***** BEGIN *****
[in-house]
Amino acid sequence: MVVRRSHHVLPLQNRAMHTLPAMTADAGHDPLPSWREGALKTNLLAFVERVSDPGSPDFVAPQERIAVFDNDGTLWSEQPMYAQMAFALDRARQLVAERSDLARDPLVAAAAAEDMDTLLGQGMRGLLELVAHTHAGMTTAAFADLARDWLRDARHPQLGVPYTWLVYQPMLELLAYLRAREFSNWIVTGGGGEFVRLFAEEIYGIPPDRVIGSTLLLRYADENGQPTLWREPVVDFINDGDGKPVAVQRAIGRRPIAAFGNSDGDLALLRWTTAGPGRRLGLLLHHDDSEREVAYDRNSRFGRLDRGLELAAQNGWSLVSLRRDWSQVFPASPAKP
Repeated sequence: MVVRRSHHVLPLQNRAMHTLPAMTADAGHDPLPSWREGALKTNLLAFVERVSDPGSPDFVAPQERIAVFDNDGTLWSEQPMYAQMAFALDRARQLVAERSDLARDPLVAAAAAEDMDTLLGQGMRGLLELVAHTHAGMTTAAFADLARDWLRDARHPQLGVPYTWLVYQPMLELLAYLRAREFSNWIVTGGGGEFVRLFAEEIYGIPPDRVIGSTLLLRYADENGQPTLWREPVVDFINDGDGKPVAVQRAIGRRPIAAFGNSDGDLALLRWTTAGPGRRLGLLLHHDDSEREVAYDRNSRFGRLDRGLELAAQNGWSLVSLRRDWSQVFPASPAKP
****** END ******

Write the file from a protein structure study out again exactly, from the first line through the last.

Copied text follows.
[in-house]
Amino acid sequence: MVVRRSHHVLPLQNRAMHTLPAMTADAGHDPLPSWREGALKTNLLAFVERVSDPGSPDFVAPQERIAVFDNDGTLWSEQPMYAQMAFALDRARQLVAERSDLARDPLVAAAAAEDMDTLLGQGMRGLLELVAHTHAGMTTAAFADLARDWLRDARHPQLGVPYTWLVYQPMLELLAYLRAREFSNWIVTGGGGEFVRLFAEEIYGIPPDRVIGSTLLLRYADENGQPTLWREPVVDFINDGDGKPVAVQRAIGRRPIAAFGNSDGDLALLRWTTAGPGRRLGLLLHHDDSEREVAYDRNSRFGRLDRGLELAAQNGWSLVSLRRDWSQVFPASPAKP
Repeated sequence: MVVRRSHHVLPLQNRAMHTLPAMTADAGHDPLPSWREGALKTNLLAFVERVSDPGSPDFVAPQERIAVFDNDGTLWSEQPMYAQMAFALDRARQLVAERSDLARDPLVAAAAAEDMDTLLGQGMRGLLELVAHTHAGMTTAAFADLARDWLRDARHPQLGVPYTWLVYQPMLELLAYLRAREFSNWIVTGGGGEFVRLFAEEIYGIPPDRVIGSTLLLRYADENGQPTLWREPVVDFINDGDGKPVAVQRAIGRRPIAAFGNSDGDLALLRWTTAGPGRRLGLLLHHDDSEREVAYDRNSRFGRLDRGLELAAQNGWSLVSLRRDWSQVFPASPAKP